"With that in mind, [Simon] has highlighted an important concern. I was sorry to hear of his own personal experience of parental alienation, which must make this an issue of particular concern to him, and the House will have been moved by that".

 

 

 

 

Simon Danczuk leads Parliament’s first ever debate on ‘parental alienation’

  21 March 2017 Simon Danczuk, Rochdale’s MP, has urged parents responsible for ‘parental alienation’, the process whereby a parent manipulates their child against an ex-partner or spouse, to be...

*From Rochdale Online, 20 March 2017 (available at: http://bit.ly/2mIwMoC)

20 March 2017

Mini Mees nursery, on Healing Street, off Oldham Road, has been officially opened by Simon Danczuk MP.

The nursery caters for children from infants to pre-school. It also runs before and after school clubs and holiday clubs for school children.

Mr Danczuk praised the new owner Nicola Mee for her enterprise and hard work in setting up the nursery.

He said: "Nicola has been an exceptional child-minder for many years. She has taken the brave step of setting up a new nursery and has invested her life savings in creating a wonderful place. It has flown through all the Ofsted inspections.

"Mini Mees is a great facility; welcoming, safe and caring. And she has opened it in an area that needs more quality nursery places. Well done to her and her small team."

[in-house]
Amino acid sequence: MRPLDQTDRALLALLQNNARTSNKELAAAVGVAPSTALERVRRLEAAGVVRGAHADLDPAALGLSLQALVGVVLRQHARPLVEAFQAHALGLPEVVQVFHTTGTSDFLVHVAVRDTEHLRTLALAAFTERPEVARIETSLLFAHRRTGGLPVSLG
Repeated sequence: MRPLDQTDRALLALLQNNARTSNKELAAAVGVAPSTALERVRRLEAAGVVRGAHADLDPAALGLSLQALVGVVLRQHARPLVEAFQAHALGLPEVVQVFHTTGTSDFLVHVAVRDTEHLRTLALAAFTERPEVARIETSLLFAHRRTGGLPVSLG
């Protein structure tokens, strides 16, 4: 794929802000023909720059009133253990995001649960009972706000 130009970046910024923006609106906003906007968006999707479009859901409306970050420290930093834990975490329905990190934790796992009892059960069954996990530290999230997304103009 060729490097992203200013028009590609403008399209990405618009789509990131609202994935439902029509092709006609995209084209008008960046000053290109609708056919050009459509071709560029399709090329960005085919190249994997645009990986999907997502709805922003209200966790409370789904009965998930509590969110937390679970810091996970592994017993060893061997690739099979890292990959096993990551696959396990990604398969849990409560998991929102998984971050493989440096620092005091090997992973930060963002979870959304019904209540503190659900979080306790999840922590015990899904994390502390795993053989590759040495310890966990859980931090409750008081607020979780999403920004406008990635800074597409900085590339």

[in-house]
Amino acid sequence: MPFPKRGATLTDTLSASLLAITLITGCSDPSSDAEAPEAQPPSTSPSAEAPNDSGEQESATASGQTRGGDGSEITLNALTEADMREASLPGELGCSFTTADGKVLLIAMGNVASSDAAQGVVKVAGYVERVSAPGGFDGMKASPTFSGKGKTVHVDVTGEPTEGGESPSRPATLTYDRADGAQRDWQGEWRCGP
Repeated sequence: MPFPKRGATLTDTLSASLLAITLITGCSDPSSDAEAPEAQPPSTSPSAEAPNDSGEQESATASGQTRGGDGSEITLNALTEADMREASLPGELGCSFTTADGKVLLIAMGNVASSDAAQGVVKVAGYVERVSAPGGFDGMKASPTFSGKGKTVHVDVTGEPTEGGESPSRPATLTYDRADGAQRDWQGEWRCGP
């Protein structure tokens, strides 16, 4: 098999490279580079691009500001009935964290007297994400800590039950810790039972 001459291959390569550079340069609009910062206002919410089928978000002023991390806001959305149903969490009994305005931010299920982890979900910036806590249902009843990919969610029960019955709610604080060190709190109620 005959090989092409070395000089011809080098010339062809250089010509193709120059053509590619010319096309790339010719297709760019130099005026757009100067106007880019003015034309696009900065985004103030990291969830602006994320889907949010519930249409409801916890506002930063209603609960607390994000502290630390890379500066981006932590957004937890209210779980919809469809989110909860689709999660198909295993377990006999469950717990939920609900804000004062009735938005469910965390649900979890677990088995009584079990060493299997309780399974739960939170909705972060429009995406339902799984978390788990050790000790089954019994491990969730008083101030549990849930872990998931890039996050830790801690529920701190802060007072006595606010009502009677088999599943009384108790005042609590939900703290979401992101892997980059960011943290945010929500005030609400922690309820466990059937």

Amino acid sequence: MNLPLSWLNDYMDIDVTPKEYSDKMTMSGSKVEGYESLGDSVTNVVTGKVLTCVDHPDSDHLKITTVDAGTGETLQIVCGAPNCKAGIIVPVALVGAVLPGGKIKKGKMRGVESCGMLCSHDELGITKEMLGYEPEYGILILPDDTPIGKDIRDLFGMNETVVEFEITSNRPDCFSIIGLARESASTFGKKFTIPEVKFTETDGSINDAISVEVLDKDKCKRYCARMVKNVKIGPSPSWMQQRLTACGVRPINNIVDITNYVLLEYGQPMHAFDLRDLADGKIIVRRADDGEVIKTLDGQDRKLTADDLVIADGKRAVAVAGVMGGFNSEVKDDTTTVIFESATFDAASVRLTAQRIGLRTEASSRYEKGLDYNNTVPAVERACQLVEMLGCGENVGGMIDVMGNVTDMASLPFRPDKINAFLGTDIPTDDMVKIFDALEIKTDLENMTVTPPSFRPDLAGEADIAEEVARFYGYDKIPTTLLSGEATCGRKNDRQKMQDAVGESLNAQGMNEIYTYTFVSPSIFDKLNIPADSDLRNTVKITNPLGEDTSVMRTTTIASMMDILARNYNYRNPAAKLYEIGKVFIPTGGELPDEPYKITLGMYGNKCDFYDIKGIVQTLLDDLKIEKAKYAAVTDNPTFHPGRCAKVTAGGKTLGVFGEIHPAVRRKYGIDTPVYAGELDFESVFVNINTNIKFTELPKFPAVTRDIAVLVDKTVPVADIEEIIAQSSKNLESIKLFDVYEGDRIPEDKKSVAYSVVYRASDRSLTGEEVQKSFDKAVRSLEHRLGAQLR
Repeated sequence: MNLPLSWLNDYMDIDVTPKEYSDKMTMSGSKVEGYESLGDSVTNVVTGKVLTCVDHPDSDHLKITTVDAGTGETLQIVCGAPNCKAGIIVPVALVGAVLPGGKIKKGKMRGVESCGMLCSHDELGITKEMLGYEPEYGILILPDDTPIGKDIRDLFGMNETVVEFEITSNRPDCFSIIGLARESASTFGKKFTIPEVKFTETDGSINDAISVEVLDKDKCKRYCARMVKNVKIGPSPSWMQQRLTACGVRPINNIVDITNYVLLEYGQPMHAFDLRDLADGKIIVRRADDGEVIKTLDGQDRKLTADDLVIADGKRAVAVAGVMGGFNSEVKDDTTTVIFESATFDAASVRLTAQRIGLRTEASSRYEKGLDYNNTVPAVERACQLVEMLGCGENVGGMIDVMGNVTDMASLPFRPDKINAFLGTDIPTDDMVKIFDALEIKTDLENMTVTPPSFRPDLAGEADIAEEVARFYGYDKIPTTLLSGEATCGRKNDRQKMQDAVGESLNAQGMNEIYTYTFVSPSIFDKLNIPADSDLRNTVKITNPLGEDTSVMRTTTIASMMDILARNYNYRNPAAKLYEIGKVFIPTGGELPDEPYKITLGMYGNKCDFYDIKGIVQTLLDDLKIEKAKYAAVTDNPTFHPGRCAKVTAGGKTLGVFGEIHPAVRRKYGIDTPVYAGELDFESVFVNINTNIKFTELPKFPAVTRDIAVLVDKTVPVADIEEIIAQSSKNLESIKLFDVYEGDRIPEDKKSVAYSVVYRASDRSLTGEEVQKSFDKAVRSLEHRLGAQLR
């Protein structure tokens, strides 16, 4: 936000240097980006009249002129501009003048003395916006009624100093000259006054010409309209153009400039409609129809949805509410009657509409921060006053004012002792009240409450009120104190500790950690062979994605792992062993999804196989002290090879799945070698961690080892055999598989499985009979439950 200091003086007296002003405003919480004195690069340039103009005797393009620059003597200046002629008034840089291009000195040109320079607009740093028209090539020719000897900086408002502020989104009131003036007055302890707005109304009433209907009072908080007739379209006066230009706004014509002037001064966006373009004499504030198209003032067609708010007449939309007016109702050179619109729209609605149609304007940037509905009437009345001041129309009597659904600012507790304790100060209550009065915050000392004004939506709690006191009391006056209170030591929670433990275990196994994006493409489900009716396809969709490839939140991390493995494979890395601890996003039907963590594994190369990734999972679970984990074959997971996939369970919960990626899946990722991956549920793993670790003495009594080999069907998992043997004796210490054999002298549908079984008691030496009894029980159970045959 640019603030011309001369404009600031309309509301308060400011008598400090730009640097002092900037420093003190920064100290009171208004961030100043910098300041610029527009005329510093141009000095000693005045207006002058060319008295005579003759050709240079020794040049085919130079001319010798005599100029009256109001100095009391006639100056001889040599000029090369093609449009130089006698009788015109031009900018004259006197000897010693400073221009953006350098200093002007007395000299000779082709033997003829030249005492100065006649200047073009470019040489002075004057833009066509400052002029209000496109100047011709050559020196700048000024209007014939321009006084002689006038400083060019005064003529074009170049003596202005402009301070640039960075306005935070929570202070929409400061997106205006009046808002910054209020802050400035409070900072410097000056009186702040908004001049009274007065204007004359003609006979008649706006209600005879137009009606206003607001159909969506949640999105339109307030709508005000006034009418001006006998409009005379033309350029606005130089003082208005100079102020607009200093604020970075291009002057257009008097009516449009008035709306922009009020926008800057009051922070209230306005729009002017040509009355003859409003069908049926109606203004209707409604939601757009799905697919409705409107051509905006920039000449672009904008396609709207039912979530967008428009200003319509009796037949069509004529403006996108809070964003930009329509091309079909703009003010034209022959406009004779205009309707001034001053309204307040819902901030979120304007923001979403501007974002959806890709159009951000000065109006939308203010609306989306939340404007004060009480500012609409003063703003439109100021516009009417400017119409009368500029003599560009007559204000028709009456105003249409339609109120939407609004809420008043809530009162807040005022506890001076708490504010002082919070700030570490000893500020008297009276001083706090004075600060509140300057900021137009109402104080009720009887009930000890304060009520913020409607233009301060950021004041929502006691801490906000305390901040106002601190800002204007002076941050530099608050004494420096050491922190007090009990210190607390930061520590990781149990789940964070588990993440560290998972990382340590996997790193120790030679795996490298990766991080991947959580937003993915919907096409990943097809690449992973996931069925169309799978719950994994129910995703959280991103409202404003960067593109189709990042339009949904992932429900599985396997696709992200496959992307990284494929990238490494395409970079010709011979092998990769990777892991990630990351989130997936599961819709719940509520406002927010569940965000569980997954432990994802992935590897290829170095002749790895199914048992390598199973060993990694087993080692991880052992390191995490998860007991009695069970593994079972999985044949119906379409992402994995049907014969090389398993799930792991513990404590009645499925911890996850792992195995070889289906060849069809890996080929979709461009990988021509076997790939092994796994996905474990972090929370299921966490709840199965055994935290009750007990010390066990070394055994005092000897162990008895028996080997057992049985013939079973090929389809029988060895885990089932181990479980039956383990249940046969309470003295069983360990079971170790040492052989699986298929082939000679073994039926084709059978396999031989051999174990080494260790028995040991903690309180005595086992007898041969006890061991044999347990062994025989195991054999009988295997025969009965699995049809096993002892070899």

Nicola said: "It has always been my ambition to open a nursery to provide a service for the local community and supporting local schools in providing a school holiday club to help support working families.

"Council Leader and local Councillor Richard Farnell has been a massive help. I couldn't and wouldn't have been able to sort the planning application out if it was not for all his time, effort and full support."

Councillor Farnell said: "Hats off to Nicola and her team. She has saved a rundown office from ruin and turned it into somewhere special that will be a real asset to the local community.

"It is a first-class facility for local children. She ran into difficulty with some silly planning rules and I didn’t hesitate to help when she got in touch for assistance.

“I know Nicola will go from strength to strength now she’s up and running.”

Mini Mees nursery opened by Simon Danczuk MP

*From Rochdale Online, 20 March 2017 (available at: http://bit.ly/2mIwMoC) 20 March 2017 Mini Mees nursery, on Healing Street, off Oldham Road, has been officially opened by Simon Danczuk MP. The...